Make A Mint

There's more to intense mints than tasty kisses.
Magazine Contributor
4 min read

This story appears in the November 1999 issue of Business Start-Ups magazine. Subscribe »

Definitely a social phenomenon aimed at the ever-increasing demographic of 15- to 35-year-old tech-savvy, extroverted hipsters whose biggest fear may well be halitosis and who would have no qualms about spending $5 or less on the next new anything, the "intense " is hot. Fueled by the early reintroduction of Callard & Bowser-Suchard's infamous Altoids, it has become one of the fastest-growing segments in the industry.

"Despite the fact that [Altoids] have been around since the reign of King George III," says senior manager Chris Peddy, "we're very much on track with today's consumer attitudes." With America's attraction to strong-flavored foods, he adds, "power mints were a natural occurrence."

Whether their popularity is due to the whole "curiously strong" appeal, word-of-mouth buzz generated by high-profile consumers like Monica Lewinsky, or simply a desire for nonoffending breath, Altoids are pushing intense mints in the right direction. With a 58 percent sales increase from 1997 to 1998, according to Information Resources Inc., in the midst of a $302 million breath-freshener industry, intense mints have built a significantly strong fan base.

Meanwhile, a handful of mint-producing companies have emerged, like the online mint store and ifive Brands with its Penguin Caffeinated Peppermints, the first mint to tout physical and mental augmentation.

"People are looking for higher-quality items that are still affordable, yet something they can treat themselves to," says Amy Katz, who, with partner Donna Slavitt, created Webfuel, a mint carried in a tin shaped like a computer mouse and accompanied by a list of Web sites for your visiting pleasure.

Jim Corcoran of The National Confectioners Association agrees: "Consumers are demanding more when it comes to mint flavors, and they're willing to try new products, so now is a good time to be [involved]."


Before you know it, they're grown up . . .

THEN: In 1994, we wrote of Chad Oberson, who founded Pennywhistle Lawn Service in Concord Township, Ohio, at age 10, and at age 18 won the Johnson & Wales Outstanding High School Entrepreneur Award. With a roster of 50 customers, $25,000 in sales and the award of a four-year scholarship to attend Johnson & Wales University in Providence, Rhode Island, opportunities seemed limitless.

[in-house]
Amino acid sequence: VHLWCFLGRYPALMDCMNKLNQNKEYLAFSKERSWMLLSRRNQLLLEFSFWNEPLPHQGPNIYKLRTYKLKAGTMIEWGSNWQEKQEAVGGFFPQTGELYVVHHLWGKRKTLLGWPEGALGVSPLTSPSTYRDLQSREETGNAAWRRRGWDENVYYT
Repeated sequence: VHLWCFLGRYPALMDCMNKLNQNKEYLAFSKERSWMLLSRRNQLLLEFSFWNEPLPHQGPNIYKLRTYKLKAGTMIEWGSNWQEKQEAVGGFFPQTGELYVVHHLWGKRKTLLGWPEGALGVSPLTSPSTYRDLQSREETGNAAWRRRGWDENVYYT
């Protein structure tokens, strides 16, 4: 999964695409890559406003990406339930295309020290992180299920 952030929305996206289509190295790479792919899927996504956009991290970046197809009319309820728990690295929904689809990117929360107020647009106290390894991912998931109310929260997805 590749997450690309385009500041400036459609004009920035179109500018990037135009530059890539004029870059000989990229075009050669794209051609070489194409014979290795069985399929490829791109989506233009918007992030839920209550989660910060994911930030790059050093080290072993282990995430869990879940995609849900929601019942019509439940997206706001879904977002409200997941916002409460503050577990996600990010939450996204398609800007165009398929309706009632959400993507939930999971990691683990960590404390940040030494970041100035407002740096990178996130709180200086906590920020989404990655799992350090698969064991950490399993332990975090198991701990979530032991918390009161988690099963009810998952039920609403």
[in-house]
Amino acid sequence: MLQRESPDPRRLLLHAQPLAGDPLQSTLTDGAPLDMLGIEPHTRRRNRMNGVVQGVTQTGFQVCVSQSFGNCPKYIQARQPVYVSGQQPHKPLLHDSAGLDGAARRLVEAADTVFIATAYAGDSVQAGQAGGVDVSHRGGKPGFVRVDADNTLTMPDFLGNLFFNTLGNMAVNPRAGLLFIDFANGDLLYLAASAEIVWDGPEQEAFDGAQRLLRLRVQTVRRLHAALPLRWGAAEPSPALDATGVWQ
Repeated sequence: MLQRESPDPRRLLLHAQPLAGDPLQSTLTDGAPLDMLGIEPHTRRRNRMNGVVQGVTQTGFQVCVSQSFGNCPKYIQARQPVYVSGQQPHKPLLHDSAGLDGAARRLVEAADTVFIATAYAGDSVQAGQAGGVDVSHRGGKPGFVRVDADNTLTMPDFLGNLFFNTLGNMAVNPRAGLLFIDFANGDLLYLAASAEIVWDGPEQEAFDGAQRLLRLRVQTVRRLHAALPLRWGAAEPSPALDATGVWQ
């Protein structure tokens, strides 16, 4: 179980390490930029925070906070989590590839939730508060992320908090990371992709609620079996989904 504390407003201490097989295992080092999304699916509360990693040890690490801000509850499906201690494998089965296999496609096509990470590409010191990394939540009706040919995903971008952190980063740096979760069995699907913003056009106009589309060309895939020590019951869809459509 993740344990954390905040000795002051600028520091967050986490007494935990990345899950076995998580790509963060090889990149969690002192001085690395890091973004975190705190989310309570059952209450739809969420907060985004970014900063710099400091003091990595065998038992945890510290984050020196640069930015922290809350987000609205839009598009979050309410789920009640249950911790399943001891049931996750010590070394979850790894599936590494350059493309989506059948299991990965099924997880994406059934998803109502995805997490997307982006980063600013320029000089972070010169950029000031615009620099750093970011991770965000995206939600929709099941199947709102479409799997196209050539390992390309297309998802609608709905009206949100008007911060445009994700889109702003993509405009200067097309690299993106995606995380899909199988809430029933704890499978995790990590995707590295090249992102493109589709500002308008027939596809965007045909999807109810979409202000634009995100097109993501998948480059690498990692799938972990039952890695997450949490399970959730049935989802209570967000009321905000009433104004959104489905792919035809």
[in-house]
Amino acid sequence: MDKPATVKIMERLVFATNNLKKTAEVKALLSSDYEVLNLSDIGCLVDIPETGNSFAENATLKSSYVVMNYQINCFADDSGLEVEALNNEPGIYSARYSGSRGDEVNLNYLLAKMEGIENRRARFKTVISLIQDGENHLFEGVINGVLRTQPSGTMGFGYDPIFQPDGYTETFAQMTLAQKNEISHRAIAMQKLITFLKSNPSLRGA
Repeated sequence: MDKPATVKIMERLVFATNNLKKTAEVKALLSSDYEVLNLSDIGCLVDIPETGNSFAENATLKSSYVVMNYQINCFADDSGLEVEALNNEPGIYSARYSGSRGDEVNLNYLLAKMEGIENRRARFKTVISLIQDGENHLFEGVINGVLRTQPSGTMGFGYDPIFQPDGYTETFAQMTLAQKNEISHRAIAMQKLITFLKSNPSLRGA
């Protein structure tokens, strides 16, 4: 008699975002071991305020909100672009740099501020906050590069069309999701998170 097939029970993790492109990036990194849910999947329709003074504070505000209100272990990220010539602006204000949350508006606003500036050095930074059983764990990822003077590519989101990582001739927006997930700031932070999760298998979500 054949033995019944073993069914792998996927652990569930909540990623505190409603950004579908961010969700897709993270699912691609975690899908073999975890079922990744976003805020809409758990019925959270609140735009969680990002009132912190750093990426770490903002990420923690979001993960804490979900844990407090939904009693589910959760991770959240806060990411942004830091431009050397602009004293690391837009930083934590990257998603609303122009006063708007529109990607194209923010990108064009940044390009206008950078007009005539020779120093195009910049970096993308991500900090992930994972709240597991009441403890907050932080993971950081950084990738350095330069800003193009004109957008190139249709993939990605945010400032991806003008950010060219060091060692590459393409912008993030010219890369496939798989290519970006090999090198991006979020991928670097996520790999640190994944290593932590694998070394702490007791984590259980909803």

NOW: We found this ambitious youth, as suspected, very healthy, quite wealthy and extremely wise. Oberson went on to start an investment firm, simply titled MFI. With more than 200 accounts and offices in Westchester and Fairfield, Ohio, you'd think this 23-year-old would be content, but Oberson has even grander visions. "I want to own a broker firm," he says. "I have this vision of creating a huge firm someday."

. . . and leaving home.

THEN: Back in 1995, Glenn Paul was heralded the winner of Entrepreneur's AT&T Home-Based Entrepreneur of the Year Contest, and his $2.5 million computer and software company, QwikQuote Development Corp., had taken over his Robbinsville, New Jersey, town house--where products were developed on the kitchen table and the company's file server and fax machine were housed in the laundry room.

NOW: Paul, 42, and co-founder Alan Katz have taken their company from town house to office suite and renamed it Electronic Universe (EBU). Although QwikQuote Sales Quoting Software continues to be their main product, Paul and Katz are convinced the future of medicine is in computerized screening of compounds. Seeking an investor, EBU hopes to become the world's leading pharmaceutical contract research organization.

Book `Em

By Laura Tiffany

In your dealings, is it better to be like a lion or a rabbit? A lion roaring at the competition, right? Wrong. The insecure rabbit lives the longest. Knowing your place in the chain is just one of the unique tidbits of advice Miles Spencer and Cliff Ennico offer in Money Hunt: 27 New Rules for Creating and Growing a Breakaway Business (HarperBusiness, $25). Read their examples of real-life entrepreneurs, and you'll understand why during a gold rush, you need to be selling shovels.

Leadership for Dummies (IDG Books Worldwide, $19.99) by Marshall Loeb and Stephen Kindel is exactly what it sounds like: an easy-to-read guide on all aspects of leadership, from building a strong team to articulating your vision. You can't miss the bull's-eye tips. And with anecdotes from the worlds of business, military, sports and volunteer organizations, you can lead your daughter's soccer team as well as your employees.

Contact Sources

Information Resources Inc.,

MFI Investments, (800) 891-6458,

National Confectioners Association, 7900 Westpark Dr., Ste. A-320, McLean, VA 22102,


Webfuel, (212) 644-0447,


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